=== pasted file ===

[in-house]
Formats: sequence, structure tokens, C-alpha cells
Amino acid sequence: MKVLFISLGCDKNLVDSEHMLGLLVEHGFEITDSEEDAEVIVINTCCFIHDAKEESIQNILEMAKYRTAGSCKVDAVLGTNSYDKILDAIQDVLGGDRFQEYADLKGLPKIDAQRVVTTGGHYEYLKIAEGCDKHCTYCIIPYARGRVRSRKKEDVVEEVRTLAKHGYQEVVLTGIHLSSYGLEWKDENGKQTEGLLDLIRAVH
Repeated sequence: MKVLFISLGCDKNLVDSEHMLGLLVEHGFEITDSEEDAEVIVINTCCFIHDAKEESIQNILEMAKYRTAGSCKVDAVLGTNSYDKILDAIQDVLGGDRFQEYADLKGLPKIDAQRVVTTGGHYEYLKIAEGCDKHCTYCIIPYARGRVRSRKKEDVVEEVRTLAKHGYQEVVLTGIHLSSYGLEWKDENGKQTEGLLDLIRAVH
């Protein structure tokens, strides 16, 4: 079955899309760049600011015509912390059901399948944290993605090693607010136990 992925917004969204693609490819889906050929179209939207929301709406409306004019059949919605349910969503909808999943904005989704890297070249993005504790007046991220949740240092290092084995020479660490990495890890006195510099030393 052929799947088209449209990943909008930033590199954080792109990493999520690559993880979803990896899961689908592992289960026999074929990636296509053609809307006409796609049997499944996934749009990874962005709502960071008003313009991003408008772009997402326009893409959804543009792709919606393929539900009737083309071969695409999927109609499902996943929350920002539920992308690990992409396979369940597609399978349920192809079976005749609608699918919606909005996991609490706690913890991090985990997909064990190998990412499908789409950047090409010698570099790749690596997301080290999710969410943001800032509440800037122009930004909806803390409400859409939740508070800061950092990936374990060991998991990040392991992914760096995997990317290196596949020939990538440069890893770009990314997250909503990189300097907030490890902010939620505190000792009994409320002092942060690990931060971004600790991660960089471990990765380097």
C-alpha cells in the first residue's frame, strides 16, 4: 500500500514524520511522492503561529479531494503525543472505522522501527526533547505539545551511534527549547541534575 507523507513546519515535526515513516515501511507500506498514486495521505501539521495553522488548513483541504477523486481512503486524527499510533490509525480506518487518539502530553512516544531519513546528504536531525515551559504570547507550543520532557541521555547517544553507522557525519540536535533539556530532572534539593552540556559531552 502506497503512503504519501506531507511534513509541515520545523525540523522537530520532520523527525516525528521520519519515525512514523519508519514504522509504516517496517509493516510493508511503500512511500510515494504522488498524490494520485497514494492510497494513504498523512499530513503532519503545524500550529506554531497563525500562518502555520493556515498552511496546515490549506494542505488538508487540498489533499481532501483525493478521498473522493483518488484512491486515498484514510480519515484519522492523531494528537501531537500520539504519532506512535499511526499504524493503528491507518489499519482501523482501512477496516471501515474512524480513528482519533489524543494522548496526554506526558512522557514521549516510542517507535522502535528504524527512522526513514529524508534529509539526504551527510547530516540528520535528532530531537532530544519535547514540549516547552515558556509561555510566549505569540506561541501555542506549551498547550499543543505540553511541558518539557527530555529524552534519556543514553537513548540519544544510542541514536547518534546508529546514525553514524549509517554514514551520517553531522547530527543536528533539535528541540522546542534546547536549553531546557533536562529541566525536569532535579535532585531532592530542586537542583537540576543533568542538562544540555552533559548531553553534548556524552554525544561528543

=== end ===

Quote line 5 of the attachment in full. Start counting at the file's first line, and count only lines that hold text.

């Protein structure tokens, strides 16, 4: 079955899309760049600011015509912390059901399948944290993605090693607010136990 992925917004969204693609490819889906050929179209939207929301709406409306004019059949919605349910969503909808999943904005989704890297070249993005504790007046991220949740240092290092084995020479660490990495890890006195510099030393 052929799947088209449209990943909008930033590199954080792109990493999520690559993880979803990896899961689908592992289960026999074929990636296509053609809307006409796609049997499944996934749009990874962005709502960071008003313009991003408008772009997402326009893409959804543009792709919606393929539900009737083309071969695409999927109609499902996943929350920002539920992308690990992409396979369940597609399978349920192809079976005749609608699918919606909005996991609490706690913890991090985990997909064990190998990412499908789409950047090409010698570099790749690596997301080290999710969410943001800032509440800037122009930004909806803390409400859409939740508070800061950092990936374990060991998991990040392991992914760096995997990317290196596949020939990538440069890893770009990314997250909503990189300097907030490890902010939620505190000792009994409320002092942060690990931060971004600790991660960089471990990765380097």